Good try though!

    BMW_Isetta_-_Flickr_-_mick_-_Lumix[1].jpg
     
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  9. Noah Katz

    Noah Katz Active Member

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    Doesn't have anything to do with being central, it's because a trike designed not to roll over will have most of the weight on the front wheels.

    The rest of what you describe may be true for the vehicle you picture because of its inherent instability - high CG and narrow front track - but the rest isn't true for a properly designed one.

    In fact power oversteer should be more controllable on a trike because there's no variation of roll stiffness; lateral weight transfer is purely a function of CG location, track, and cornering speed.
     
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  10. voyager

    voyager Member

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    Interesting discussion, gentlemen.
     
  11. WI_Hedgehog

    WI_Hedgehog Winner of the "Most Factory Defects" award Staff Member Moderator

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    For clarity, the sentence's subject is "grip," "central" is simply a location descriptor, and we agree about the weight distribution vs. stability.

    However, you're excessively simplifying the relation of Center Of Gravity to handling. The window of control is narrow in the Slingshot as I described; when you buy a Slingshot and drive it for a while you'll probably come to a similar conclusion if you regularly push it past normal daily commuter driving and into "the fun zone." (hopefully you'll be getting one soon, they're a metric tonne of fun)

    If the track (vehicle width) were narrowed to facilitate meaningful tilt, the vehicle height would increase in proportion to the decrease in width, when holding all else constant. That necessarily raises the CG, providing for "a more tippy vehicle" for which the proposed solution is vehicle tilt--all good there. However, the handling has not been addressed by tilt, only vertical stability, and therein lies the rub--handling has not been addressed. If we were to address it, we find tilt causes some shift in the CG's Y and Z axis, Z being the slight lowering of CG, and Y being the movement of the CG inboard. Do note that while the Y translation helps with the outboard roll up front, the effect is minimal, and further it doesn't increase grip in the rear which still wants to come around. The tilt system does introduce difficulty wherein the tilt system tries to keep up with the course corrections from the driver; any lag results in the driver having to predict what the vehicle will do under varying conditions while the tilt system catches up, analogous to the current complications in handling during extreme maneuvers. Basically the current system would be traded for a more complex system without increased benefit regarding handling, although the vehicle would be narrower and taller which may be of benefit--of course, then it's not the low and wide Slingshot.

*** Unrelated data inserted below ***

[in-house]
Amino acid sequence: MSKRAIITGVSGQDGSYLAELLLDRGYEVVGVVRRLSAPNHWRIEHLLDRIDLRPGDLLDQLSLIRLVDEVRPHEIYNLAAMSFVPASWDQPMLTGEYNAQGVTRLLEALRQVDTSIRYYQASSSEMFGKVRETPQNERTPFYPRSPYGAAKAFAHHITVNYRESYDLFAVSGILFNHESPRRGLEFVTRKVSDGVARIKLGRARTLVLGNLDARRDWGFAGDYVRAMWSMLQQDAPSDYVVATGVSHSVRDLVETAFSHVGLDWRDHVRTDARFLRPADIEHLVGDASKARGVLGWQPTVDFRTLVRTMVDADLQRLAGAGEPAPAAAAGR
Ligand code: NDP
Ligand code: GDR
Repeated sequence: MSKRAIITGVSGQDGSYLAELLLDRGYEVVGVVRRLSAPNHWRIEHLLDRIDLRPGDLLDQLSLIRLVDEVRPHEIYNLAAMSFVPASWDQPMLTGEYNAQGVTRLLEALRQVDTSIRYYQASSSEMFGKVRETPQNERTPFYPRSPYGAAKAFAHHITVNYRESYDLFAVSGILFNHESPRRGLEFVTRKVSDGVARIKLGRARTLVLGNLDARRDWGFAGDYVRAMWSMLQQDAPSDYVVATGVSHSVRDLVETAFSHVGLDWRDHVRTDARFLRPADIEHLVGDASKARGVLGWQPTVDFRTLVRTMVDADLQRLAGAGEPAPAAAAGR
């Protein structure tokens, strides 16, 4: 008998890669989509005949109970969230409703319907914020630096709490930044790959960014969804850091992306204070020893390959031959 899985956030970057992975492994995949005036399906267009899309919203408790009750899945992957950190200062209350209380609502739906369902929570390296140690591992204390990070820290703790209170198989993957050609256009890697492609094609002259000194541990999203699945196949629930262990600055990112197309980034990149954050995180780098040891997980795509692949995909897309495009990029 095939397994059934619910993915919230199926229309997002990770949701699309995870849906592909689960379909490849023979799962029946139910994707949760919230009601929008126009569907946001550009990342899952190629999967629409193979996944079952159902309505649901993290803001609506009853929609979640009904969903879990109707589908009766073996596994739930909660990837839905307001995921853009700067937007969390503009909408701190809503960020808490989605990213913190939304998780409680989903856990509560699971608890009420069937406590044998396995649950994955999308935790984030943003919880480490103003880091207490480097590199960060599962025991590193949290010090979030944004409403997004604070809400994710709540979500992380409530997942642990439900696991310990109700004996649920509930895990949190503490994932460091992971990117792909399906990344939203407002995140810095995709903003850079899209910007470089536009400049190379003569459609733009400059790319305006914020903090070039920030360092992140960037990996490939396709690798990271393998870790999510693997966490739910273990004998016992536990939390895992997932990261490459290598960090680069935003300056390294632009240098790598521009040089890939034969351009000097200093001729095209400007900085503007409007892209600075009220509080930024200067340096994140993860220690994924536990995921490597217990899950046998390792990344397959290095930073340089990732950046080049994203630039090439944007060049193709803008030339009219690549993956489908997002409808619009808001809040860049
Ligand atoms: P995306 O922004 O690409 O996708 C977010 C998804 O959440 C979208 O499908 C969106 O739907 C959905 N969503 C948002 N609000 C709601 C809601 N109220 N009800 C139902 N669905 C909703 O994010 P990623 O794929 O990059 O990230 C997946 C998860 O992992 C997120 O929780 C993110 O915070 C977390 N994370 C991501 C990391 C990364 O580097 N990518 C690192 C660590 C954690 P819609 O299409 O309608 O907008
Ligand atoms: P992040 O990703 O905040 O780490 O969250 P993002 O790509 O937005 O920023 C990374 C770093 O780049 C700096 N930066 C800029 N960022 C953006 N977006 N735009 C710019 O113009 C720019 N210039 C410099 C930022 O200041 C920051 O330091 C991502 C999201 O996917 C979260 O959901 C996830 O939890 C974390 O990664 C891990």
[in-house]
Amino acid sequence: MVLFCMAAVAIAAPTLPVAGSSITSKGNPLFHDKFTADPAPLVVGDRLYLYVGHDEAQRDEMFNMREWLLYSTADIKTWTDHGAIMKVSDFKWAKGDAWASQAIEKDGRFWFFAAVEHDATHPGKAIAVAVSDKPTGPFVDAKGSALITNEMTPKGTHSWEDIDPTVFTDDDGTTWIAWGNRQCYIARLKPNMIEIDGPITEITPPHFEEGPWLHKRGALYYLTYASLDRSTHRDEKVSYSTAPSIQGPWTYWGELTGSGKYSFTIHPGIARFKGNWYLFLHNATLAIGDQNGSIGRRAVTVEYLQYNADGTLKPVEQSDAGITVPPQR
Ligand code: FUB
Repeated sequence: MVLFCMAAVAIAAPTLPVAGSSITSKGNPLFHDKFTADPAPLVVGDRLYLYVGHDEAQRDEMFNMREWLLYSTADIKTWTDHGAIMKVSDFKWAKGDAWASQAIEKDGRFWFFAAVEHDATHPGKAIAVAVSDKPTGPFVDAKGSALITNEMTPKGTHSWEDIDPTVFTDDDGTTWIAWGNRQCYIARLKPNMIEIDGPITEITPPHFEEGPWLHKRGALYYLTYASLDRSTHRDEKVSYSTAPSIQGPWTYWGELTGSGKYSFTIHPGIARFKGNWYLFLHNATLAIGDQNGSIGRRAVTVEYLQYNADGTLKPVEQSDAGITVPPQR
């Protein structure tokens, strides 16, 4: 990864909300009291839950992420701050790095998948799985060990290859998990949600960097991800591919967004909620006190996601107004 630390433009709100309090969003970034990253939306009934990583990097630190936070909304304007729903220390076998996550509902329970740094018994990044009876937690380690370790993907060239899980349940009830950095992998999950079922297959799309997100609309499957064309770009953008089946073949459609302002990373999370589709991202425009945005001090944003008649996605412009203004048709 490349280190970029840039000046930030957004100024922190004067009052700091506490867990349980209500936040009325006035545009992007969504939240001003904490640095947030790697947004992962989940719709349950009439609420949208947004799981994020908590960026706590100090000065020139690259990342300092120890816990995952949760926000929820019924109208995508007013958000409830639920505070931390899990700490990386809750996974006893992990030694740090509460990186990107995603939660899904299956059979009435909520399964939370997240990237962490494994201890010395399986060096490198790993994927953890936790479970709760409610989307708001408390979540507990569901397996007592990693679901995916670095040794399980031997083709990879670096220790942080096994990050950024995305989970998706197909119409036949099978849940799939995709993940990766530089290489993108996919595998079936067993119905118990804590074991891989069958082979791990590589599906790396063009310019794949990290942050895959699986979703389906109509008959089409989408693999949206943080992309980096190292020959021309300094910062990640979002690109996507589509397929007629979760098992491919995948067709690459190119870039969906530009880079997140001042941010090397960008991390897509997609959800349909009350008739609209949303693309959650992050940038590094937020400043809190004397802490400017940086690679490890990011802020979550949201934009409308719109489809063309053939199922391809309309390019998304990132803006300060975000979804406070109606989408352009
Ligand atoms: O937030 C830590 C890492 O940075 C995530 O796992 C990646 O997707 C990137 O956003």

2015-Polaris-Slingshot-burnout-front.jpg
     
  12. voyager

    voyager Member

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    Let's not forget that the 'four-wheeler' has come a long way from the leaf-sprung rigid axles to today's sophisticated suspension with its multiple linkages etc. IMO, it is worth researching a tilting narrow three-wheeler. For instance, I can imagine that electric propulsion and the subsequent battery pack may dramatically lower CG. Using twin rear-wheels (a bit like my avatar is suggesting) may further reduce the vehicle's tendency to side-sweep the rear. And then there's the, as far as I know, never debated option of having the rear wheels co-steer to a certain extent when taking high-speed bends. Oh, and there's of course a difference between having RWD or FWD.

    Curious what forum participants have to say... Now I know that this all has little to do with the undiluted fun you'll get out of a triangle platform as basic as the Slingshot's... Here's what I am hinting at, a sort of elongated Isetta. Perhaps you don't need 'full tilt'.... merely active dampers that compensate for the weight shift...

    [​IMG]
     
    Last edited: May 29, 2016